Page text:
(James Smith, "Gleams of Grace" 1860)

By nature, every man is nothing but a mass of selfishness, seeking self-gratification in a variety of ways!

The less we indulge SELF, the better. Selfishness is . . .
  the bane of our happiness,
  a bar to our usefulness, and
  renders us unlovely to both God and others.

One of the most beautiful traits in the character of our Lord and Savior, was His unselfishness. He never seemed to please Himself, or consult His own ease. He was everyone's servant, and everyone's friend. Through His whole life, His own testimony was illustrated, "The Son of Man did not come to be served but to serve, and to give His life a ransom for many." Matthew 20:28

We are naturally selfish, and seek our own health, wealth, and gratification, as our grand end. Selfishness clings to us, and appears more or less in our whole conduct.

But the gospel calls for self-denial, and bids us take up our cross, and follow our self-denying Master. The gospel requires dedication to God, that we may live to Him and for Him; and it directs us to seek the good of others of all that are around us. What the gospel requires true grace produces; and it will struggle and fight with all our selfish principles until it prevails.

We have lived long enough for ourselves! Would not we be more happy, and profitable to others if we were less selfish, and more thoroughly imbued with the self-denying spirit of Christ?

Do we not live too much to ourselves? Do we not think too much of our own comfort, and pleasure, and ease?

"Do nothing out of selfish ambition or vain conceit, but in humility consider others better than yourselves. Each of you should look not only to your own interests, but also to the interests of others. Your attitude should be the same as that of Christ Jesus." Philippians 2:3-5

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A life of simple, active, and absolute dependence on Jesus!

(James Smith, "Gleams of Grace" 1860)

"Let us come boldly unto the throne of grace, that we may obtain mercy, and find grace to help in time of need!" Hebrews 4:16

Let us have sincere daily dealings with Christ, bringing . . .
  our sins to Him that He may pardon them;
  our duties to Him that He may purify, perfume, and present them to His Father;
  our hearts to Him that He may cleanse them, soften them, and sanctify them;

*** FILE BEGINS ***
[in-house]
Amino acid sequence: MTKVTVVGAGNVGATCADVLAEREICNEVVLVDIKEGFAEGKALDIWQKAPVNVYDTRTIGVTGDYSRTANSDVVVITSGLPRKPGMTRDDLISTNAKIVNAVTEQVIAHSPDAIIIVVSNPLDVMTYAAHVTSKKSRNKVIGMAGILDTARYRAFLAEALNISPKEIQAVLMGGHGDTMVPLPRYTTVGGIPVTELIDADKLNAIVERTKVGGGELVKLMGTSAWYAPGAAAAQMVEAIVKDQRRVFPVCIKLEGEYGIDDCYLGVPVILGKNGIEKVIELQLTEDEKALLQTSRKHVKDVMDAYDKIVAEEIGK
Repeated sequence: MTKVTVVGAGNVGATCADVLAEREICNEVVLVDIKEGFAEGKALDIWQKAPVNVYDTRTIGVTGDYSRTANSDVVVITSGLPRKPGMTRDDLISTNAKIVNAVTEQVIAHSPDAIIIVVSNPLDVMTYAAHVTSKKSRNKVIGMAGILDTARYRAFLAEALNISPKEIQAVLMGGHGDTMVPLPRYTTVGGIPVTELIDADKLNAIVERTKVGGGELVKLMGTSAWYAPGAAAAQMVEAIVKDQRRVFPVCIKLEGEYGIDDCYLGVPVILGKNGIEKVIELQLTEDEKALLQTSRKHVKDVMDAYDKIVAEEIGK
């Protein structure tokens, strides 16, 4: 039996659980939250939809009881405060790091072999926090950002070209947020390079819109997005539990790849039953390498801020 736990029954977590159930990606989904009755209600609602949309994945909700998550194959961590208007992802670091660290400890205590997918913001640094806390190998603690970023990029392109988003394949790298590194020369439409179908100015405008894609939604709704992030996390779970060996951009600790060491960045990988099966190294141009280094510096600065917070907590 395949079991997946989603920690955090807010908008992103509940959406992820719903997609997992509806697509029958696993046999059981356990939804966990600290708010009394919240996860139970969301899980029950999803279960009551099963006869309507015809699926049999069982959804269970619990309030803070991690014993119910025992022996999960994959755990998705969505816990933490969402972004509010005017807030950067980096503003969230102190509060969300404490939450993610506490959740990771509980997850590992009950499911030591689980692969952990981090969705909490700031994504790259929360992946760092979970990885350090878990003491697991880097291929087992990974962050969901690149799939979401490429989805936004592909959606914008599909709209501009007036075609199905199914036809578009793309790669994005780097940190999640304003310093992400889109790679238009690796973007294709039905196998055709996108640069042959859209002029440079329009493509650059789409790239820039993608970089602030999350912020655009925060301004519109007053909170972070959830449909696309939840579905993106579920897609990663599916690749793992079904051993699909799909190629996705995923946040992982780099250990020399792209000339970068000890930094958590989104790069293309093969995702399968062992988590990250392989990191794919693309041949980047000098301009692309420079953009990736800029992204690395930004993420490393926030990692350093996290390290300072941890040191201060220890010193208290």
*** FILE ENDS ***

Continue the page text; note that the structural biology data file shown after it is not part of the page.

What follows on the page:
our troubles, trials, and temptations to Him that He may give us strength to bear them, and grace to sanctify them, and that He may make them all work for our eternal good.

We must come to Christ . . .
  for all that we need,
  with all that troubles us, and
  through all that opposes our progress.
We must make Jesus our strength as well as our righteousness; and look to Him as a fountain to supply us as well as a foundation to support us.

Absolute dependence on Jesus to be utterly helpless, is a blessed state! Then we are safe, for we dare not . . .
  look to self,
  depend on self, or
  rest in any religious observances.
We must . . .
  look to Jesus,
  cleave to Jesus,
  live on Jesus.
Then all boasting is prevented, and all confidence in the flesh is destroyed.

Our strength arises from a sense of our weakness,
our safety arises from a sense of our danger, and
our wealth arises from a sense of our poverty.

Weak in self we are strong in Christ.
Exposed to danger in self we are safe in Christ.
Poor in self we are wealthy in Christ!

The life we live must be a life of simple, active, and absolute dependence on Jesus!

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There must be no conditions in the following of Christ

(J.R. Miller, "Help for the Day")

"If anyone would come after Me, he must deny himself and take up his cross daily and follow Me!" Luke 9:23

Christ calls for absolute surrender to Him. He wants us to trust Him, while we obey Him unquestioningly.

The faith in Christ which the gospel requires, is the utter unreserved devotement of the whole life to Him, and the absolute committal to Him for time and for eternity, of every interest and hope.

The question of what He will do with us or for us, or how He will provide for us should not for an instant be raised. There must be no conditions in the following of Christ, and the consecration to Him. We may not bargain with Him for an easy time, for "ways of pleasantness," but should simply give ourselves to Him absolutely and forever, to follow where, and to whatever He may lead us.

"Whoever does not bear his cross and come after Me cannot be My disciple!" Luke 14:27

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Broken people!

(Don Fortner)

"The LORD is near to those who have a broken heart, and saves such as have a contrite spirit." Psalm 34:18

A broken heart, a contrite spirit, and a subdued will are rare things, especially in this age in which men everywhere are taught to demand their rights; and the church has become a place where man is exalted and enshrined as though he were God. Self-esteem, self-worth, and self-promotion is the cry of the day. Every man does that which is right in his own eyes. All men by nature are exceedingly proud, selfish people.